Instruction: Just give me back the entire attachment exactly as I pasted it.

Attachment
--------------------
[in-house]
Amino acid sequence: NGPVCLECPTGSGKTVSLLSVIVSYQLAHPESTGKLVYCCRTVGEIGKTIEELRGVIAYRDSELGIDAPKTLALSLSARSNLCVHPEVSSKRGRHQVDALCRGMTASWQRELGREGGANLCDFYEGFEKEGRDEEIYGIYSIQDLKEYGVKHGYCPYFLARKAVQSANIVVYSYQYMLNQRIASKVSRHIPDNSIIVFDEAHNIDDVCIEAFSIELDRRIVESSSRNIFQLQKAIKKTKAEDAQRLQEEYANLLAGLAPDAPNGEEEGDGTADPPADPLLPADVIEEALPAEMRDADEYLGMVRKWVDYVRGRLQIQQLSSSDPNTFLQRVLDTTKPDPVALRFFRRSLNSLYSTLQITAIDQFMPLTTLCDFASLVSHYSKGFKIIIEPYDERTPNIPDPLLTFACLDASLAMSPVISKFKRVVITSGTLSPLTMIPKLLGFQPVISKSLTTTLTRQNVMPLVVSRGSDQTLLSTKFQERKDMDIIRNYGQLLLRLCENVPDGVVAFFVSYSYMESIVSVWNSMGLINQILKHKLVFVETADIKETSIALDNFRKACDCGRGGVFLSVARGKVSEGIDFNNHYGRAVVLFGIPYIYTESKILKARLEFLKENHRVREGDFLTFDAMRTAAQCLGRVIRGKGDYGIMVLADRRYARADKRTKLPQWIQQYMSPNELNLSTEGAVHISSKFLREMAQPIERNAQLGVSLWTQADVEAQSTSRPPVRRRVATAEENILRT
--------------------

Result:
[in-house]
Amino acid sequence: NGPVCLECPTGSGKTVSLLSVIVSYQLAHPESTGKLVYCCRTVGEIGKTIEELRGVIAYRDSELGIDAPKTLALSLSARSNLCVHPEVSSKRGRHQVDALCRGMTASWQRELGREGGANLCDFYEGFEKEGRDEEIYGIYSIQDLKEYGVKHGYCPYFLARKAVQSANIVVYSYQYMLNQRIASKVSRHIPDNSIIVFDEAHNIDDVCIEAFSIELDRRIVESSSRNIFQLQKAIKKTKAEDAQRLQEEYANLLAGLAPDAPNGEEEGDGTADPPADPLLPADVIEEALPAEMRDADEYLGMVRKWVDYVRGRLQIQQLSSSDPNTFLQRVLDTTKPDPVALRFFRRSLNSLYSTLQITAIDQFMPLTTLCDFASLVSHYSKGFKIIIEPYDERTPNIPDPLLTFACLDASLAMSPVISKFKRVVITSGTLSPLTMIPKLLGFQPVISKSLTTTLTRQNVMPLVVSRGSDQTLLSTKFQERKDMDIIRNYGQLLLRLCENVPDGVVAFFVSYSYMESIVSVWNSMGLINQILKHKLVFVETADIKETSIALDNFRKACDCGRGGVFLSVARGKVSEGIDFNNHYGRAVVLFGIPYIYTESKILKARLEFLKENHRVREGDFLTFDAMRTAAQCLGRVIRGKGDYGIMVLADRRYARADKRTKLPQWIQQYMSPNELNLSTEGAVHISSKFLREMAQPIERNAQLGVSLWTQADVEAQSTSRPPVRRRVATAEENILRT